Prussian M1860 Fusilier Rifle
- Country: Germany
- Ignition System: Needlefire
- Calibre: 15.4mm (0.60
Here is the rifle that hailed the advent of the bolt action rifle. The needle ignition system was the brainchild of Johann Nikolas von Dreyse. He tinkered with the idea from the 1820s onwards before having his design for an infantry rifle adopted by the nascent Prussian state in 1841. At this time the rest of the world was slowly discovering the percussion system so the Prussian ordnance board must have been very forward thinking to make the leap from traditional muzzleloaders to a breechloading system firing self-contained ammunition. It seems that the impact of the system was largely ignored by most foreign military powers until the 1860s when Prussia defeated the Danes and Austrians thus projecting the Dreyse rifle onto the international stage, by which time the system was already 20 years old and nearing the end of its life.
The heart of the system is the bolt which comprises four major parts, an outer bolt sleeve which has the bolt handle, and inner cocking sleeve, a central needle carrier and of course the needle.
The action works like so:
1. From an open position the bolt is pushed forward until the front of the bolt engages and overlaps the chamber rim. The bolt is then locked by pushing the bolt handle down. At this stage the bolt sleeve is locked and the needle carrier is behind the sear, but the coil mainspring is uncompressed at this stage. From this position the bolt can be freely opened again.
2. The cocking sleeve is pushed forward into the rear of the outer bolt sleeve until the large leaf spring on its top surface clicks into position inside the bolt sleeve. This compresses the mainspring between the cocking sleeve and the needle carrier thus cocking the needle. From this position the bolt cannot be rotated to open. The rear of the needle and needle carrier are visible at the back of the bolt at this stage and it is a quick way of seeing is the action is cocked.
3. Pressing the trigger releases the needle carrier and needle which fires of the cartridge. In this position the bolt can also not be rotated to open.
4. To open the bolt, the latch on the rear of the cocking sleeve leaf spring must be pushed down to disengage the cocking sleeve from the outer bolt sleeve. The cocking sleeve is then pulled fully back which allows the bolt handle to be rotated and pulled back to open the action.
As seen above, the opening and closing of the bolt is not self-cocking, just like the Chassepot which followed. The needle comprises a rear head which is threaded, into this a steel needle is soldered, and a brass sleeve covers the rear two thirds of the needle length. The needle is inserted into the needle carrier from the rear and screwed in place. The outer bolt sleeve has a needle guide in the bolt face to support the exposed steel part of the needle.
Similarly to the chassepot, many myths have developed about this rifle. It is often blindly stated that the needle was very fragile and was prone to frequent breakage due to being in the ignition blast. While it is true that the needle is in the blast when firing, numerous tests have been done including my own and so far I have never heard of a needle breaking. Due to the bolt configuration it is actually very easy to change the needle if it ever broke, one simply has to cock the action to expose the needle head, unscrew it from the needle carrier and pull it out.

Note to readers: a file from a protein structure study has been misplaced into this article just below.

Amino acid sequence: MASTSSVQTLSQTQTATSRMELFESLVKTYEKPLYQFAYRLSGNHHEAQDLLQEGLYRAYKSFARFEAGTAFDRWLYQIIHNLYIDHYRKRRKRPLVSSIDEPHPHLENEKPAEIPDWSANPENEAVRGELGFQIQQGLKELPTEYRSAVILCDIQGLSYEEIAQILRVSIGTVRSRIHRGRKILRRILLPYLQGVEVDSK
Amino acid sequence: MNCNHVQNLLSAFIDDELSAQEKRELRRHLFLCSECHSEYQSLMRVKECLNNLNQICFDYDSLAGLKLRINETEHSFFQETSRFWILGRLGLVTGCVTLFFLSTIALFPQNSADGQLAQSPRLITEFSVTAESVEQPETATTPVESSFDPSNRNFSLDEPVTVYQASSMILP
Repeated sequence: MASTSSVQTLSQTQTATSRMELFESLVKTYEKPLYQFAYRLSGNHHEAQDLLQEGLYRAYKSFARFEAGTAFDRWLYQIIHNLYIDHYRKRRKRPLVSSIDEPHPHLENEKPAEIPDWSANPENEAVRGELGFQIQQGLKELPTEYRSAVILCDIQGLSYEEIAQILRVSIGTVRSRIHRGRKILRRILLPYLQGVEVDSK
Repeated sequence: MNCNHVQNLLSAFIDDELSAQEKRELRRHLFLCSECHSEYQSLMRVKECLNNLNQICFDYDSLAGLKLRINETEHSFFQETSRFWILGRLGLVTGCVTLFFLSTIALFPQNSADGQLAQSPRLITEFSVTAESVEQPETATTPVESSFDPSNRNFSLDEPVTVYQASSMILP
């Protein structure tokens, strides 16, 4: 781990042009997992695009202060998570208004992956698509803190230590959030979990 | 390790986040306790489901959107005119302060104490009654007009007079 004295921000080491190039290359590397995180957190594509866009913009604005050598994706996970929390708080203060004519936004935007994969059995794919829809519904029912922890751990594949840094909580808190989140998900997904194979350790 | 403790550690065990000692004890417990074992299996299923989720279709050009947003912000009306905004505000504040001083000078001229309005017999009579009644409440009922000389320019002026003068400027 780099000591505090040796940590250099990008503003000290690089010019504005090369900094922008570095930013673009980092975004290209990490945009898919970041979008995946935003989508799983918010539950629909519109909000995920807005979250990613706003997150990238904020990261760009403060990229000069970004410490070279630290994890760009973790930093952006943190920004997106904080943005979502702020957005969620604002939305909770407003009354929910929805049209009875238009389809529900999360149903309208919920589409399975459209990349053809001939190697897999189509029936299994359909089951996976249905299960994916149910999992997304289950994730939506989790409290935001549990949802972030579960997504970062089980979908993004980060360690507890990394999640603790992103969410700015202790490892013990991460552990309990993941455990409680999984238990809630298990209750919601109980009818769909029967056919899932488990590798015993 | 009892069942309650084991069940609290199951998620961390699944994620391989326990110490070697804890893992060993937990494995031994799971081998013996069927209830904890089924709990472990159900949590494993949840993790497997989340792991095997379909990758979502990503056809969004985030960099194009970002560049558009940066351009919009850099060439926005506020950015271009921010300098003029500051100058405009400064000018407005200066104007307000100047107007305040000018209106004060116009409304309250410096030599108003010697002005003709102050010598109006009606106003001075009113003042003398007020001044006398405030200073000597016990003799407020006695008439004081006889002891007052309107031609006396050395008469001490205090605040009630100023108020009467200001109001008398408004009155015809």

The next myth is that the seal between the bolt face and the chamber was very bad. The rim of the bolt face has an inner recess in which sits the chamber rim when the action is closed. While it is true that it is only a metal-to- metal fitting, the surfaces are actually pressed together for a very tight fit. This is due to the angled surface at the rear of the receiver locking recess into which the bolt handle turns down, as the bolt handle is turned down it slides along a sloped surface which in turn urges the bolt forward. As the chamber rim is recessed inside the bolt-face it also means that if there is any gas leakage, it is blown forwards toward the muzzle.
The final major myth is that the fouling was so bad that shooting became impossible after just a few shots. Had this been true it certainly would not have been adopted as an infantry weapon. The combustible cartridge does indeed leave a sooty residue in the chamber but it is quite possible to fire at least 10 shots before the cartridges become hard to chamber. Combustion is very good, due in part to the large burning chamber in the bolt face which encourages swirling of the cartridge paper, soot and debris can also accumulate in it without impairing function. When I received the rifle displayed here I had to excavate 5mm of rock hard fouling at the bottom of the burning chamber.
The cartridge for the Dreyse is self-contained combustible ammunition wherein the bullet is held in a compressed paper sabot. The primer was placed on the rear of the sabot such that needle had to punch through the powder to strike the primer. The bullet is sub-calibre so it never engages the rifling, rather the sabot transmits the spin to the bullet as it travels down bore. The sabot also had slits cut into it to help it to separate from the bullet as it exited the muzzle. For modern shooting, the paper sabot is very time consuming to make. Instead shooters use stacked felt wads or sabots turned from wood in combination with a bore fitting round ball.
As stated, the rifle in question is the model 1860 rifle attributed to fusilier regiments. The fusiliers at the time were light infantry and thus this shorter rifle would have been more suited compared to the full length model 1841 and later model 1862 infantry rifle. The bayonet is a very handsome sword bayonet with a brass hilt and a pipe backed blade.
The Dreyse system was also adapted to cavalry carbines, shotguns, wall guns, canon, single shot pistols and revolvers